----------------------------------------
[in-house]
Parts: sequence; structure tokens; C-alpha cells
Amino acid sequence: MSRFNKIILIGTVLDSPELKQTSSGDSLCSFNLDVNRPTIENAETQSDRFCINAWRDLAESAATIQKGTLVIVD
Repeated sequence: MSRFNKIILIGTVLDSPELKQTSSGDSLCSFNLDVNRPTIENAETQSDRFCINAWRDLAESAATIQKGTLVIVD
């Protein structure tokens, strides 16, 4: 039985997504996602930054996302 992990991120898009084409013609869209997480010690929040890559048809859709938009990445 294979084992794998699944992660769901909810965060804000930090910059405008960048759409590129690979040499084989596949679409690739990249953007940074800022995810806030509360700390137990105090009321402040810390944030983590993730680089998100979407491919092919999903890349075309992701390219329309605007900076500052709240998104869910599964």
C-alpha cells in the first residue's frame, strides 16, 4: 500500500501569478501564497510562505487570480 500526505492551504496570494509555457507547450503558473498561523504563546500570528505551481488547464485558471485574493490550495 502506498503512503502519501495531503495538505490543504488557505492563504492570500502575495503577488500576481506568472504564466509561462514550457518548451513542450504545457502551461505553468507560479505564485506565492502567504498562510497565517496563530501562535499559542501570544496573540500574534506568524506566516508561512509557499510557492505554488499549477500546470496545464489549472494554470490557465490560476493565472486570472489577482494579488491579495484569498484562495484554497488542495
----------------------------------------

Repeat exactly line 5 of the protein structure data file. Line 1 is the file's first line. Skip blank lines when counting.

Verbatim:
């Protein structure tokens, strides 16, 4: 039985997504996602930054996302 992990991120898009084409013609869209997480010690929040890559048809859709938009990445 294979084992794998699944992660769901909810965060804000930090910059405008960048759409590129690979040499084989596949679409690739990249953007940074800022995810806030509360700390137990105090009321402040810390944030983590993730680089998100979407491919092919999903890349075309992701390219329309605007900076500052709240998104869910599964």